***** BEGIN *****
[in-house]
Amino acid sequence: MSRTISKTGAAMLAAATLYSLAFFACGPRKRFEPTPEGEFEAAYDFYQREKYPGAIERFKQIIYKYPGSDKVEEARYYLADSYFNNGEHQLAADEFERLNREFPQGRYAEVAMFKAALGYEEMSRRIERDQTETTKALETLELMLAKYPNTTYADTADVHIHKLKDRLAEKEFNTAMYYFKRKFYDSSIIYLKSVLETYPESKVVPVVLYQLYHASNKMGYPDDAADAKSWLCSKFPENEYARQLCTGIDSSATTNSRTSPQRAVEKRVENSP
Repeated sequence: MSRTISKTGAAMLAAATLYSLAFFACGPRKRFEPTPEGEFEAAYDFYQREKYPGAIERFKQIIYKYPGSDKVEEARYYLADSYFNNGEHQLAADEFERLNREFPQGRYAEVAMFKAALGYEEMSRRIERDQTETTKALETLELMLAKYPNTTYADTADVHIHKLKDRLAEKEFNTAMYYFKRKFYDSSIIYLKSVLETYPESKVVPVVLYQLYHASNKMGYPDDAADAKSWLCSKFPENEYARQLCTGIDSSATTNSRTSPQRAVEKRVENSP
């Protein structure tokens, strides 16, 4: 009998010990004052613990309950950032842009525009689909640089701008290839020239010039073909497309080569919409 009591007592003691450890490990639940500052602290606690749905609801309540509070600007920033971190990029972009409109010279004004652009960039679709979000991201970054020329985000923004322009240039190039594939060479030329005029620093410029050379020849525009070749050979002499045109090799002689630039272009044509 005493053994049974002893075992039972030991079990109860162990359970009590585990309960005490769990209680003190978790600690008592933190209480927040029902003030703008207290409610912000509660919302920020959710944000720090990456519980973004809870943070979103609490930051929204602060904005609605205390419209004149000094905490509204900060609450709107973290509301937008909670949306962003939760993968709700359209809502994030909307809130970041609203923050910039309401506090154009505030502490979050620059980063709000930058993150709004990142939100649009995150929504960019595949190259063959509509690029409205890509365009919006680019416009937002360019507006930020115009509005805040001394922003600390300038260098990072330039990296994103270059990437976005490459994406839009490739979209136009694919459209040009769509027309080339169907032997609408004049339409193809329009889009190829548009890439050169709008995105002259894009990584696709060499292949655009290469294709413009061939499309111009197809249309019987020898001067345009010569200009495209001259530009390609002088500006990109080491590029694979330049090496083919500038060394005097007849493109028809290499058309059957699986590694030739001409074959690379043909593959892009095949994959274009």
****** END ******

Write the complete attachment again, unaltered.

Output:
[in-house]
Amino acid sequence: MSRTISKTGAAMLAAATLYSLAFFACGPRKRFEPTPEGEFEAAYDFYQREKYPGAIERFKQIIYKYPGSDKVEEARYYLADSYFNNGEHQLAADEFERLNREFPQGRYAEVAMFKAALGYEEMSRRIERDQTETTKALETLELMLAKYPNTTYADTADVHIHKLKDRLAEKEFNTAMYYFKRKFYDSSIIYLKSVLETYPESKVVPVVLYQLYHASNKMGYPDDAADAKSWLCSKFPENEYARQLCTGIDSSATTNSRTSPQRAVEKRVENSP
Repeated sequence: MSRTISKTGAAMLAAATLYSLAFFACGPRKRFEPTPEGEFEAAYDFYQREKYPGAIERFKQIIYKYPGSDKVEEARYYLADSYFNNGEHQLAADEFERLNREFPQGRYAEVAMFKAALGYEEMSRRIERDQTETTKALETLELMLAKYPNTTYADTADVHIHKLKDRLAEKEFNTAMYYFKRKFYDSSIIYLKSVLETYPESKVVPVVLYQLYHASNKMGYPDDAADAKSWLCSKFPENEYARQLCTGIDSSATTNSRTSPQRAVEKRVENSP
């Protein structure tokens, strides 16, 4: 009998010990004052613990309950950032842009525009689909640089701008290839020239010039073909497309080569919409 009591007592003691450890490990639940500052602290606690749905609801309540509070600007920033971190990029972009409109010279004004652009960039679709979000991201970054020329985000923004322009240039190039594939060479030329005029620093410029050379020849525009070749050979002499045109090799002689630039272009044509 005493053994049974002893075992039972030991079990109860162990359970009590585990309960005490769990209680003190978790600690008592933190209480927040029902003030703008207290409610912000509660919302920020959710944000720090990456519980973004809870943070979103609490930051929204602060904005609605205390419209004149000094905490509204900060609450709107973290509301937008909670949306962003939760993968709700359209809502994030909307809130970041609203923050910039309401506090154009505030502490979050620059980063709000930058993150709004990142939100649009995150929504960019595949190259063959509509690029409205890509365009919006680019416009937002360019507006930020115009509005805040001394922003600390300038260098990072330039990296994103270059990437976005490459994406839009490739979209136009694919459209040009769509027309080339169907032997609408004049339409193809329009889009190829548009890439050169709008995105002259894009990584696709060499292949655009290469294709413009061939499309111009197809249309019987020898001067345009010569200009495209001259530009390609002088500006990109080491590029694979330049090496083919500038060394005097007849493109028809290499058309059957699986590694030739001409074959690379043909593959892009095949994959274009």